High heat can do a lot of things in a restaurant, like sear a steak to perfection, or burn through workers.

Charleston’s perpetually hot dining scene has meant high demand for workers in the dining rooms and kitchens or restaurants throughout the region. For years, Johnson and Wales University provided all kinds of employees.

But after Bank of America helped stroke a check for millions, that culinary school up and left for Charlotte over a decade ago. Then the downtown Art Institute culinary program tried to fill the void for a decade, but it’s closing come the end of December.

That pretty much means that the only large institution delivering restaurant-ready workers will be Trident Tech’s culinary program.

Hopefully, a host of smaller programs, largely located in area high schools can help. And that’s where a new nonprofit, and West Ashley High School, is trying to step in.

For the past two-and-a-half years, local restaurateurs Xan Mclaughlin and Becky Burke have been putting together Bread & Butter, a nonprofit that works to cross the gulf between local restaurants and local high school culinary programs.

For the past year-and-a-half, McLaughlin and Burke have partnered with culinary programs at Burke High School and One80 Place downtown. Bread and Butter bring in chefs from some of the best local restaurants, like Magnolias and the Park Cafe, for sessions.

Come January, Bread & Butter is planning to expand to sessions at West Ashley High School, and with Kids on Point, a separate after-school program for at-risk youth.

McLaughlin says they have an eye on becoming a fully-accredited culinary program and facility within the next three years.

Jason Wheless, the director of the WAHS culinary program, is excited about the possibility of welcoming Bread & Butter to his classroom. He sees this as more than an effort to provide local kitchens with workers.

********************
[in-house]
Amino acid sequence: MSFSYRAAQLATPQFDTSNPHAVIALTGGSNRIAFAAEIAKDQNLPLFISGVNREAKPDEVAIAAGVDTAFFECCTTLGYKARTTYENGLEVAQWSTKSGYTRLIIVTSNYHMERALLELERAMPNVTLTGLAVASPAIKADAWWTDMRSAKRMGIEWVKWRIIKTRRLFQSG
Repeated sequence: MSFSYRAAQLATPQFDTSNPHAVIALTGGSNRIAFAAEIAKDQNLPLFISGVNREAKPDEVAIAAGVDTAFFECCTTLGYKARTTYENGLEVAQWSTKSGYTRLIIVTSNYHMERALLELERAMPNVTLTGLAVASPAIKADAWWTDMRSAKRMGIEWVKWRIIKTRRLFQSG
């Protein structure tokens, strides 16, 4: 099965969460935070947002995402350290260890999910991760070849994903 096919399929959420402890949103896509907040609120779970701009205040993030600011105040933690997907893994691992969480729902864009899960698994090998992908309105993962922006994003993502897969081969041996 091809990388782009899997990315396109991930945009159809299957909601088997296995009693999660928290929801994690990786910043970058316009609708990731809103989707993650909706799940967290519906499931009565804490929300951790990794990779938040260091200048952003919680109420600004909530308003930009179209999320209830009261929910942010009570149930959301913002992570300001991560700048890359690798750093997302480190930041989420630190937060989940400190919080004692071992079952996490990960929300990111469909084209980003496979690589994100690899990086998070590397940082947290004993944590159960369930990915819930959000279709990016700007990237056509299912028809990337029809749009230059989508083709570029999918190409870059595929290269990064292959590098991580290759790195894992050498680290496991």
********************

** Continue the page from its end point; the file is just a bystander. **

Wheless is himself a veteran of the Charleston scene, having cooked at 82 Queen, The Woodlands Resort, and had been the chef de cuisine at Al Di La in West Ashley.

Wheless says that by bringing in outside chefs, the program would likely provide jobs to some of his students, but it would also let his students know better if this is the kind of work they want to go into.

“It’s kind of like a supplement to my curriculum,” says Wheless, who sees it like a field trip where a restaurant comes to his kids, instead of the other way ’round. “I think it’s an opportunity for the students to see what else is out there, and in some cases, this could be their first access or experience of the culinary industry, and it will be nice for them to see what other people are doing.

Several West Ashley restaurants have already partnered with Wheless’ program, and some of his students have gone on to work in places like Swig and Swine, Home Team Barbecue, Tattooed Moose, and Ms. Roses.

McLaughlin, who owns Park Café downtown on Rutledge Avenue, is passionate about introducing finer dining techniques and opportunities to underprivileged students.

He taught a class recently at Burke where students were taught to expand their vocabulary beyond just “good” or “gross.” During the class, students tasted a variety of different ingredients.

“The fish sauce tasting did not go well,” he says with a laugh, when a student took the dare to take a “big ol’ shot” of the briny fermented sauce that gives Pad Thai its zing.

Other classes include knife skills, when McLaughlin brings in an expert to show students how to breakdown a chicken or a fish. There is a total of 12 classes, “and we throw in a ‘soft skills’ class, where we teach the kids how to succeed in an interview.”

“We teach them to bring in the application filled out, and look them in the eyes; it may be one of the most important classes we teach,” says McLaughlin, who has seen some kids in his class “hired on the spot.”

For more information about Bread and Butter or how you can help, visit www.breadandbutterchs.org.

Pin It on Pinterest